Six other Jewish religious leaders will take part in convention events, among them Rabbi Tzvi Hersh Weinreb, executive vice president of the Orthodox Union, who will share the stage at an interfaith event with Christian and Muslim religious leaders. The Orthodox community is considered to be one of the few Republican strongholds among Jewish voters. A Gallup poll published early July found that observant Jews are more likely to vote for John McCain than for Obama in the November elections.

Weinreb said in a statement that he views the decision to invite him to the convention as “the Democratic Party’s ‘endorsement’ of the critical role religious faiths play in American life.”

Democrats are emphasizing in this year’s convention the role of faith groups and have even set up a first-ever faith caucus, which will be holding meetings throughout the week.

The Republicans have yet to announce their plans for faith groups’ participation in their convention, which will take place a week after the Democratic one.

I hope you appreciated this article. Before you go, I’d like to ask you to please support the Forward’s award-winning, nonprofit journalism during this critical time.

Now more than ever, American Jews need independent news they can trust, with reporting driven by truth, not ideology. We serve you, not any ideological agenda.

At a time when other newsrooms are closing or cutting back, the Forward has removed its paywall and invested additional resources to report on the ground from Israel and around the U.S. on the impact of the war, rising antisemitism and the protests on college campuses.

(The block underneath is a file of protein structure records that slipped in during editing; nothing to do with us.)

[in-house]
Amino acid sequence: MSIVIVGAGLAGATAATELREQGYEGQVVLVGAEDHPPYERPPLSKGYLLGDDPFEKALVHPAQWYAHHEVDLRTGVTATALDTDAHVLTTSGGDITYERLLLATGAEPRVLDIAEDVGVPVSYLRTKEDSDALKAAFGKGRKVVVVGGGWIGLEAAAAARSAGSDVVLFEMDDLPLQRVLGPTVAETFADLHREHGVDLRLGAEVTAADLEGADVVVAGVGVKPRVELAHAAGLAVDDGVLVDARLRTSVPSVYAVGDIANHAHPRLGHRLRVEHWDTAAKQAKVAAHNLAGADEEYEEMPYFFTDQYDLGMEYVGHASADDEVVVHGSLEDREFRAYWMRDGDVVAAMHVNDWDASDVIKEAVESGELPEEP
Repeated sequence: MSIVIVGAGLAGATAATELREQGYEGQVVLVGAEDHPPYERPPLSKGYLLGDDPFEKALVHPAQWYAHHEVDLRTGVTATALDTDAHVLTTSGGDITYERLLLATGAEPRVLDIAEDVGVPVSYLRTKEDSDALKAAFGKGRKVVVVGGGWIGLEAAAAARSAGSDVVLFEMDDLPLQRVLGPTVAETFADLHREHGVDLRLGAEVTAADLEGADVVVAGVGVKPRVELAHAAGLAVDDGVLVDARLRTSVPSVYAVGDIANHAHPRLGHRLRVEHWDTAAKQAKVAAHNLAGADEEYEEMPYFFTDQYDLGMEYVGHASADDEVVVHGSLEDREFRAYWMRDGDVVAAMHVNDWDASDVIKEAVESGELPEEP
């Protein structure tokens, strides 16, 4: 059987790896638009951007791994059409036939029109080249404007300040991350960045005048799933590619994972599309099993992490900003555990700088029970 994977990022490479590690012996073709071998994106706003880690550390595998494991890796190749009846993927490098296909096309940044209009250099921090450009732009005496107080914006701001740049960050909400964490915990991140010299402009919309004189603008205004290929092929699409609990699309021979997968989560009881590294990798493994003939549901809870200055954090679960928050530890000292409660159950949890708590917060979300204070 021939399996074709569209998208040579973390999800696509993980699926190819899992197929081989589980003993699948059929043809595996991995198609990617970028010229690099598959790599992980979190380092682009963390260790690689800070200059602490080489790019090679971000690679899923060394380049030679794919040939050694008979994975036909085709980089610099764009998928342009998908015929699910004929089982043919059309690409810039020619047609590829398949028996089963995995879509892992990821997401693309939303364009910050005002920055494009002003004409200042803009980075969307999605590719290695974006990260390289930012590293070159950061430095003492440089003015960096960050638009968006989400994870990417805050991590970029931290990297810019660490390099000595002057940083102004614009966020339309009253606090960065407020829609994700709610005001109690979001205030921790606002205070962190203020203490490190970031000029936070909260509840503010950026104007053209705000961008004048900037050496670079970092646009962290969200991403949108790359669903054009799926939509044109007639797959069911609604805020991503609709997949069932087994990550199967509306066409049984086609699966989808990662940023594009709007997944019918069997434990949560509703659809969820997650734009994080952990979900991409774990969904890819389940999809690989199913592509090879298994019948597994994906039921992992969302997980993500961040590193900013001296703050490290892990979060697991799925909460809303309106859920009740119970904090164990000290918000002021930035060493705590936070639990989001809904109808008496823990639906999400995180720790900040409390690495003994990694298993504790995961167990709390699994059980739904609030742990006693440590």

Readers like you make it all possible. Support our work by becoming a Forward Member and connect with our journalism and your community.

Make a gift of any size and become a Forward member today. You’ll support our mission to tell the American Jewish story fully and fairly. 

— Rachel Fishman Feddersen, Publisher and CEO

Join our mission to tell the Jewish story fully and fairly.

Republish This Story

Please read before republishing

We’re happy to make this story available to republish for free, unless it originated with JTA, Haaretz or another publication (as indicated on the article) and as long as you follow our guidelines. You must credit the Forward, retain our pixel and preserve our canonical link in Google search.  See our full guidelines for more information, and this guide for detail about canonical URLs.

To republish, copy the HTML by clicking on the yellow button to the right; it includes our tracking pixel, all paragraph styles and hyperlinks, the author byline and credit to the Forward. It does not include images; to avoid copyright violations, you must add them manually, following our guidelines. Please email us at [email protected], subject line “republish,” with any questions or to let us know what stories you’re picking up.

We don't support Internet Explorer

Please use Chrome, Safari, Firefox, or Edge to view this site.